And I do NOT buy the argument that not all will be an artist, an actor (tho' do remember, "All the world's a stage....), an....... That is a cop out. Learning and exploring the arts as a form of creative self-expression IS a valuable activity in and of itself.

We ARE all actors on the stage of life in the many roles we play. We are all artists with every choice we make as to clothes, furnishings, landscaping, gardening and a multitude of other aesthetic choices we make as we shape the environment we we live in. We are all musicians when we hum a melody or whistle a tune or even beat out a rhythm. We are all dancers, some more graceful than others, with ever move make "dancing through life."

While I support and promote integration, I do not do so at the expense of art for its own sake.

Possibly I have a very different view of "art" as theatre is the ONLY art that integrates from the get-go ALL the arts into one form. Further it is the most heavily STEM oriented art their is (just try to take our computer based control systems from us -- over your dead body!).

An example I love to use comes from Wicked. Solve this problem: the producer and director want the act to end with Elphaba soaring 40 feet above the stage. You have 5 bars of music to get her from stage deck to 40 feet. You may NOT use the traditional method of attaching wires to fly her as that can not easily be taken on tour. Also, she must travel in true vertical line, no arc allowed. Further, it must be seamless to the action and have a very high WOW factor as it is the act ender. And of course, we must keep OSHA happy and the actor confident in the effect so she can concentrate on "Defying Gravity."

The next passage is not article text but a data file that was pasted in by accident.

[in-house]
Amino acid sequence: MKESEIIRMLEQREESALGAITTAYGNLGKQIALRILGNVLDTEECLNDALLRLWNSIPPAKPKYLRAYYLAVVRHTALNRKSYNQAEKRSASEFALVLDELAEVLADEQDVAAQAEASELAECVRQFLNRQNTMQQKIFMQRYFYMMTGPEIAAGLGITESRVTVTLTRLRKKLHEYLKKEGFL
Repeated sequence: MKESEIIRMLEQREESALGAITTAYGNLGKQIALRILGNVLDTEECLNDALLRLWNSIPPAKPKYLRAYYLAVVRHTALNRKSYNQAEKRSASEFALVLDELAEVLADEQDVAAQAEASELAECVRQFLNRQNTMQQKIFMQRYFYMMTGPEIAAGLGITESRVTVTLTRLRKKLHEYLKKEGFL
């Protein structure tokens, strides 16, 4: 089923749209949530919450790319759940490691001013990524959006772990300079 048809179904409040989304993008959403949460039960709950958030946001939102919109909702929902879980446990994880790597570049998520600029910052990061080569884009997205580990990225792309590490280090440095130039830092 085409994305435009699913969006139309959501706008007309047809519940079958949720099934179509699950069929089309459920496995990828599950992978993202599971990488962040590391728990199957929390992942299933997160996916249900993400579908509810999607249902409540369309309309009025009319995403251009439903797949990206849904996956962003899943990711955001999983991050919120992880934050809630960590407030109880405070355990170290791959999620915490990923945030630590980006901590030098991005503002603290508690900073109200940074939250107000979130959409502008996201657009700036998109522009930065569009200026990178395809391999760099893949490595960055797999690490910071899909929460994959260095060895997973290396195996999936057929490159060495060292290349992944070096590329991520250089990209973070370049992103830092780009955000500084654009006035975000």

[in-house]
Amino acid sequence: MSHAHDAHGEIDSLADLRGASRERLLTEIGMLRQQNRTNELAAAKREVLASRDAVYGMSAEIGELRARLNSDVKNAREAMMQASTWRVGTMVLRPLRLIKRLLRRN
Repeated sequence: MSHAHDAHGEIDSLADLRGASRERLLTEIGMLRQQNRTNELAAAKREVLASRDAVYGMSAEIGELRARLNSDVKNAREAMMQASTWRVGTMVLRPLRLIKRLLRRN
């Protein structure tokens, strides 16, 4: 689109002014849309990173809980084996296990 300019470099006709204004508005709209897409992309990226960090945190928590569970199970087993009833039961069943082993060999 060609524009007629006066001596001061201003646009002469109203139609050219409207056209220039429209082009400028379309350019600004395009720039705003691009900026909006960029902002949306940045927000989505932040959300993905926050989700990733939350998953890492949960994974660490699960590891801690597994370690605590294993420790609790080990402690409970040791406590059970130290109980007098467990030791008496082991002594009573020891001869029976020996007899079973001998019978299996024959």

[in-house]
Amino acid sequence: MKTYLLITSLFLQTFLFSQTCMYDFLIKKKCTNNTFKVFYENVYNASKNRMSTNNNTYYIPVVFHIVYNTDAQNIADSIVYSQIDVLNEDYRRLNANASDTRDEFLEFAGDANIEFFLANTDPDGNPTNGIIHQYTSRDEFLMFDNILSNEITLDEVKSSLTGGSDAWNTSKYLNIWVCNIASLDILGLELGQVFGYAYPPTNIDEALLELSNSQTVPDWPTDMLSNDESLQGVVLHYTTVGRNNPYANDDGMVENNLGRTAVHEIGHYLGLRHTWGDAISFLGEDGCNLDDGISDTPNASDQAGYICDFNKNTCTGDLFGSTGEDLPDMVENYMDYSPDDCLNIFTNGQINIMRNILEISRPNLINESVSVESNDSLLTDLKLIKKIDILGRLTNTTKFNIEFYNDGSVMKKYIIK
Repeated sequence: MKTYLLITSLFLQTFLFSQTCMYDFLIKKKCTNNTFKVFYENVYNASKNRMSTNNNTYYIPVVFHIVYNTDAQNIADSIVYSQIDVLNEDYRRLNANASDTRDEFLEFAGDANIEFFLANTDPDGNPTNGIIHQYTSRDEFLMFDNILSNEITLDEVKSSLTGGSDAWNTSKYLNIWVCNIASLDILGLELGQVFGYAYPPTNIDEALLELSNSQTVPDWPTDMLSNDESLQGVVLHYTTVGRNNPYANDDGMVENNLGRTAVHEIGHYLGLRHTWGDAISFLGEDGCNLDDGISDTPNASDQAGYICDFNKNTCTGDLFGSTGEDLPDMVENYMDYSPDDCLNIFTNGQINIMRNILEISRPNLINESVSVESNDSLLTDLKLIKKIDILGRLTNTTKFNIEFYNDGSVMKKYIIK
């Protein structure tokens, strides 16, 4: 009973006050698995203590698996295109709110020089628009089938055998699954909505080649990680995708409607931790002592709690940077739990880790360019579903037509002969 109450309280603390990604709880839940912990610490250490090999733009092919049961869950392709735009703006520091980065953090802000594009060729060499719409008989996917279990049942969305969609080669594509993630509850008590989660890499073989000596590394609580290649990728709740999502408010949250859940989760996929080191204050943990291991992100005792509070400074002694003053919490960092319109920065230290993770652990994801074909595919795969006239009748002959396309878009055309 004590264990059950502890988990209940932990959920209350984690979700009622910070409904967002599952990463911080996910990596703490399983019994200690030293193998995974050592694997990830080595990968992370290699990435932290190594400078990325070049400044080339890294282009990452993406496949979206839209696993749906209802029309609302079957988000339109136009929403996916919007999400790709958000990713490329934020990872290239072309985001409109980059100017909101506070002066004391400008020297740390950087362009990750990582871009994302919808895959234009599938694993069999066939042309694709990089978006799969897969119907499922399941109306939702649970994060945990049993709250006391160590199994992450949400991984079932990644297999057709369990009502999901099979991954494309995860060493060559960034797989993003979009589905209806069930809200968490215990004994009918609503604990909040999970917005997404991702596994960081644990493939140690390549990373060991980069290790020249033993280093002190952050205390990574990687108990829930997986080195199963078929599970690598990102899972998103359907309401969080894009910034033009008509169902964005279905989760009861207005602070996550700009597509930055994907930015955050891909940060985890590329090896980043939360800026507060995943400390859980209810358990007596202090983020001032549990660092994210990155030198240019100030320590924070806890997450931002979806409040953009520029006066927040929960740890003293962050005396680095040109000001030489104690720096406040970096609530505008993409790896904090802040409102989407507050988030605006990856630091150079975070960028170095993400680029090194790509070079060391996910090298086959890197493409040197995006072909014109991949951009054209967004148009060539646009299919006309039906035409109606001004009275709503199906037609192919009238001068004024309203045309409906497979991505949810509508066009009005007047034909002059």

The answer includes: hydraulics, computer based control systems, the Pythagorean Theorem, calculations of rate, speed, increase of length, yards upon yards of fabric, lighting effects (another group of computers), and much more.

I have taught more 21st century skills, more creative thinking, more problem solving, more creativity to many student in my 38 years of teaching through putting on drama productions than I have ever been able to do in a classroom.

Yet sadly, at most schools, these very art programs are the first to be cut in the name of focusing on STEM, common core, and "the budget."

Randy Barron's picture
Randy Barron
Teaching Artist, Choreographer, and Dancer

This is a long-term debate, and it is very complex. The dubious choices of administrators who are dealing with legislators, parents, and business leaders as they figure out how to spend their shrinking budgets are only meaningful in that they create a climate of uncertainty, distrust, and marginalization for the arts and arts specialists. No wonder that some arts teachers feel arts integration will eliminate their jobs.